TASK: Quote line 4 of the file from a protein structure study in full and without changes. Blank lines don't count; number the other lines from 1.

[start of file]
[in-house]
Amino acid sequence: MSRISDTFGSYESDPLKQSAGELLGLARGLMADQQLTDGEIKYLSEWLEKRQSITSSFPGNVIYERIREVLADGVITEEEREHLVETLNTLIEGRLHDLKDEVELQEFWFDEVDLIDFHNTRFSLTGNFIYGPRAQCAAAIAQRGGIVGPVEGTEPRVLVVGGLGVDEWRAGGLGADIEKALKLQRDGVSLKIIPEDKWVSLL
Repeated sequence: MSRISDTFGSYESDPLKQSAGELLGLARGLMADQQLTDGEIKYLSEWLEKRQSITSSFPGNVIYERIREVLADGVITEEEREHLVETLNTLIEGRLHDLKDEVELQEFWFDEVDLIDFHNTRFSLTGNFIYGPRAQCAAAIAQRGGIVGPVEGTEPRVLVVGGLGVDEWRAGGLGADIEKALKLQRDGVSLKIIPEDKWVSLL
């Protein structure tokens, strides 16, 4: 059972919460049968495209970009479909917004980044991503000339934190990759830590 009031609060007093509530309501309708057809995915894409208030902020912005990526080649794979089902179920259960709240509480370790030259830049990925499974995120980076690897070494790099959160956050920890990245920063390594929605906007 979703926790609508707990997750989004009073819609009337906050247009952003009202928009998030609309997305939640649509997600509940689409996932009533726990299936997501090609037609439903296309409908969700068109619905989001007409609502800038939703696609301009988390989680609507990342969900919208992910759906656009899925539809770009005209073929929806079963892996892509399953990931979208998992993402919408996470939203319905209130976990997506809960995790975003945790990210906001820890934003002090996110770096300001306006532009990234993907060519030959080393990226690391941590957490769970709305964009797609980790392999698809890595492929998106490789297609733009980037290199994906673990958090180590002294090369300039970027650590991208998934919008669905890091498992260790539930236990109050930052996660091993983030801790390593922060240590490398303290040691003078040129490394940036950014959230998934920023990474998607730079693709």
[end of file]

């Protein structure tokens, strides 16, 4: 059972919460049968495209970009479909917004980044991503000339934190990759830590 009031609060007093509530309501309708057809995915894409208030902020912005990526080649794979089902179920259960709240509480370790030259830049990925499974995120980076690897070494790099959160956050920890990245920063390594929605906007 979703926790609508707990997750989004009073819609009337906050247009952003009202928009998030609309997305939640649509997600509940689409996932009533726990299936997501090609037609439903296309409908969700068109619905989001007409609502800038939703696609301009988390989680609507990342969900919208992910759906656009899925539809770009005209073929929806079963892996892509399953990931979208998992993402919408996470939203319905209130976990997506809960995790975003945790990210906001820890934003002090996110770096300001306006532009990234993907060519030959080393990226690391941590957490769970709305964009797609980790392999698809890595492929998106490789297609733009980037290199994906673990958090180590002294090369300039970027650590991208998934919008669905890091498992260790539930236990109050930052996660091993983030801790390593922060240590490398303290040691003078040129490394940036950014959230998934920023990474998607730079693709």